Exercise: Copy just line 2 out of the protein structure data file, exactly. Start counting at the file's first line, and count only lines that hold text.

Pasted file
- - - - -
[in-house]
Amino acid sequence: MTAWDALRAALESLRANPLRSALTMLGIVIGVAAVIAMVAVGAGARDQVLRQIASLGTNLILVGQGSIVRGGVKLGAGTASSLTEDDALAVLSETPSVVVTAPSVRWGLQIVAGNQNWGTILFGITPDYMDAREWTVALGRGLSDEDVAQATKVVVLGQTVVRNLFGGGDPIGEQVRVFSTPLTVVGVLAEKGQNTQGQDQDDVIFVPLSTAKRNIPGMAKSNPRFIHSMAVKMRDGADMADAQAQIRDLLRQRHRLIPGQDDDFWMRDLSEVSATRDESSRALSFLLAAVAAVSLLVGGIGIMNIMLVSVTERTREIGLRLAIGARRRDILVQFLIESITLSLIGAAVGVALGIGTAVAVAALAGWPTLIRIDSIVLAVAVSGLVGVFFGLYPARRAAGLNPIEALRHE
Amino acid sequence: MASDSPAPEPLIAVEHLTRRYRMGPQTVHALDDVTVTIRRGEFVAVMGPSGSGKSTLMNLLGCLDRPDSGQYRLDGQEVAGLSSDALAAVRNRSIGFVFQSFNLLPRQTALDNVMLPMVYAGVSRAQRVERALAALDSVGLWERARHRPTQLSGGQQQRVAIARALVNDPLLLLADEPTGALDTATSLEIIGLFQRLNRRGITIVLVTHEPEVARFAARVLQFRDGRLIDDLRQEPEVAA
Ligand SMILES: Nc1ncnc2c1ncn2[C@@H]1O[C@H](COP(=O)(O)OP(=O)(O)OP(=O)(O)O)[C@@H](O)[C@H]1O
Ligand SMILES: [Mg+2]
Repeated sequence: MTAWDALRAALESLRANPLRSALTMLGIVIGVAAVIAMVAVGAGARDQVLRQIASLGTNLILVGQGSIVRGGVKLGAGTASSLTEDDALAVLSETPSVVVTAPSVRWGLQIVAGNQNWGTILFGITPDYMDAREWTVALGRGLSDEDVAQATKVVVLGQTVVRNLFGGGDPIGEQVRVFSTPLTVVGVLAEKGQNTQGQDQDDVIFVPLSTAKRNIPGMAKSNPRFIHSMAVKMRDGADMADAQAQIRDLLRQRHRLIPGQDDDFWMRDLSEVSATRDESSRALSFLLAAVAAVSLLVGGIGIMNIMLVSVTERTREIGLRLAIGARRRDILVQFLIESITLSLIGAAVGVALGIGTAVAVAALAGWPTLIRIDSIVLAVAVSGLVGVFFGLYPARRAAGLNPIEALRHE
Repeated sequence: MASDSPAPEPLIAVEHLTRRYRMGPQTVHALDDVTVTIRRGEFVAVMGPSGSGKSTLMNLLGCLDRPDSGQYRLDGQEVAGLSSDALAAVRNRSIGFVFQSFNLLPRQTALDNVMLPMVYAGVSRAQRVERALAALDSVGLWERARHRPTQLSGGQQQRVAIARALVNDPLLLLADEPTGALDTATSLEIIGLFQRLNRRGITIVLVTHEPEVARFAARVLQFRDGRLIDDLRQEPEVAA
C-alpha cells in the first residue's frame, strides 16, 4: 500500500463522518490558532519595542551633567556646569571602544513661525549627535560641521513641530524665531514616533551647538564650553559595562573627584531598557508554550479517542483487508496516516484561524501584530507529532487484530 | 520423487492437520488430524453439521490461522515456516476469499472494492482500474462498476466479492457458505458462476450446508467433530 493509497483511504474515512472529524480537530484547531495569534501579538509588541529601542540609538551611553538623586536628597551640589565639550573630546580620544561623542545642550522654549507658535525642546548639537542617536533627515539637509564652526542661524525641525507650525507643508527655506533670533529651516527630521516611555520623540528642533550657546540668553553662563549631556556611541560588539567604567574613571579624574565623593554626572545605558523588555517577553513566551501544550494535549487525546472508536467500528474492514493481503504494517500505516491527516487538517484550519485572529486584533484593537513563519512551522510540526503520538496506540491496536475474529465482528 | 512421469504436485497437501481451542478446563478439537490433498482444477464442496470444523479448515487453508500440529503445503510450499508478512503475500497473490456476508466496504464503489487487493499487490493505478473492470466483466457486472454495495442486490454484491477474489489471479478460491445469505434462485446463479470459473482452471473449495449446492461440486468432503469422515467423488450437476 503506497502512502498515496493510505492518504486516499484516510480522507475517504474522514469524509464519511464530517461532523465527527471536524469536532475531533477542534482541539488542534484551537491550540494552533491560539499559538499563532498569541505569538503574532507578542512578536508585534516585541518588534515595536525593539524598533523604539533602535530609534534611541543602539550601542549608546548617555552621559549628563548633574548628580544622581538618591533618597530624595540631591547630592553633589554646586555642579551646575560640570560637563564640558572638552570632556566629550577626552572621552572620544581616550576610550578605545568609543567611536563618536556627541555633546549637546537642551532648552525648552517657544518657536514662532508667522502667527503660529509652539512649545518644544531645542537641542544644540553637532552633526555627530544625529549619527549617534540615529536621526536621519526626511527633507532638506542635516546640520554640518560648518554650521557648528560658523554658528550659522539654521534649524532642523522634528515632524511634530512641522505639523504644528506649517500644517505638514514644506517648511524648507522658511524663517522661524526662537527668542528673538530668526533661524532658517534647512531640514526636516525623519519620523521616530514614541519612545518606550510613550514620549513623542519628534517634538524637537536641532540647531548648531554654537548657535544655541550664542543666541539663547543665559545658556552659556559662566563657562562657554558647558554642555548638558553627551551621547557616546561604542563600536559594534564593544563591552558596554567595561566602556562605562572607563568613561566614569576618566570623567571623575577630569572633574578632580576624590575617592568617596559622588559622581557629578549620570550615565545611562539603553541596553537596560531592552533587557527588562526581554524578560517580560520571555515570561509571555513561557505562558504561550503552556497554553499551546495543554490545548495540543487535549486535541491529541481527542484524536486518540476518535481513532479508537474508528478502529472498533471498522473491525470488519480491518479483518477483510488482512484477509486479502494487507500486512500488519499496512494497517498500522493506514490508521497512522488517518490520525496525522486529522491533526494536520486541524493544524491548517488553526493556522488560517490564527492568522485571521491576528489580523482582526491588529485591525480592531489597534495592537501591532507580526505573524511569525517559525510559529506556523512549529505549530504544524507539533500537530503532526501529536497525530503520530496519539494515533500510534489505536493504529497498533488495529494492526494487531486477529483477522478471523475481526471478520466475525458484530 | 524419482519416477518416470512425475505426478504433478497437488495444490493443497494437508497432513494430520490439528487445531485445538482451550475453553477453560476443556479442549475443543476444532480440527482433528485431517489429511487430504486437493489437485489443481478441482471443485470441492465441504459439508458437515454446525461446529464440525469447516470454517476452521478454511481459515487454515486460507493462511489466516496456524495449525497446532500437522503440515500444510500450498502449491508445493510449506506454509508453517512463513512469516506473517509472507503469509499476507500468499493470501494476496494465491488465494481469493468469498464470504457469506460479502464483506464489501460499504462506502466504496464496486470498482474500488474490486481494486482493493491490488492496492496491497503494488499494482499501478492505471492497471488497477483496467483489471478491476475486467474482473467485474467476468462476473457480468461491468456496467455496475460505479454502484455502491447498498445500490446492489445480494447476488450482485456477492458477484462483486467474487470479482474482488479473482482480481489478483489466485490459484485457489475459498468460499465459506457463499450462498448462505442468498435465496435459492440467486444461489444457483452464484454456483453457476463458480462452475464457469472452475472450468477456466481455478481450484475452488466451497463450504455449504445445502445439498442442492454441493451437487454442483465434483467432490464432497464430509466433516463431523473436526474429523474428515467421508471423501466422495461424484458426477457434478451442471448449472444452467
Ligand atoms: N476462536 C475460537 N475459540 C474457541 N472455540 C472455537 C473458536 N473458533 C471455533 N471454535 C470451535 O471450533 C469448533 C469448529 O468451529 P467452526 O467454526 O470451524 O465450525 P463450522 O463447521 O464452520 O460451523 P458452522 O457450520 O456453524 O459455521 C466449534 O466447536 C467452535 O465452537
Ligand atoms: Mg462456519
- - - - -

Amino acid sequence: MTAWDALRAALESLRANPLRSALTMLGIVIGVAAVIAMVAVGAGARDQVLRQIASLGTNLILVGQGSIVRGGVKLGAGTASSLTEDDALAVLSETPSVVVTAPSVRWGLQIVAGNQNWGTILFGITPDYMDAREWTVALGRGLSDEDVAQATKVVVLGQTVVRNLFGGGDPIGEQVRVFSTPLTVVGVLAEKGQNTQGQDQDDVIFVPLSTAKRNIPGMAKSNPRFIHSMAVKMRDGADMADAQAQIRDLLRQRHRLIPGQDDDFWMRDLSEVSATRDESSRALSFLLAAVAAVSLLVGGIGIMNIMLVSVTERTREIGLRLAIGARRRDILVQFLIESITLSLIGAAVGVALGIGTAVAVAALAGWPTLIRIDSIVLAVAVSGLVGVFFGLYPARRAAGLNPIEALRHE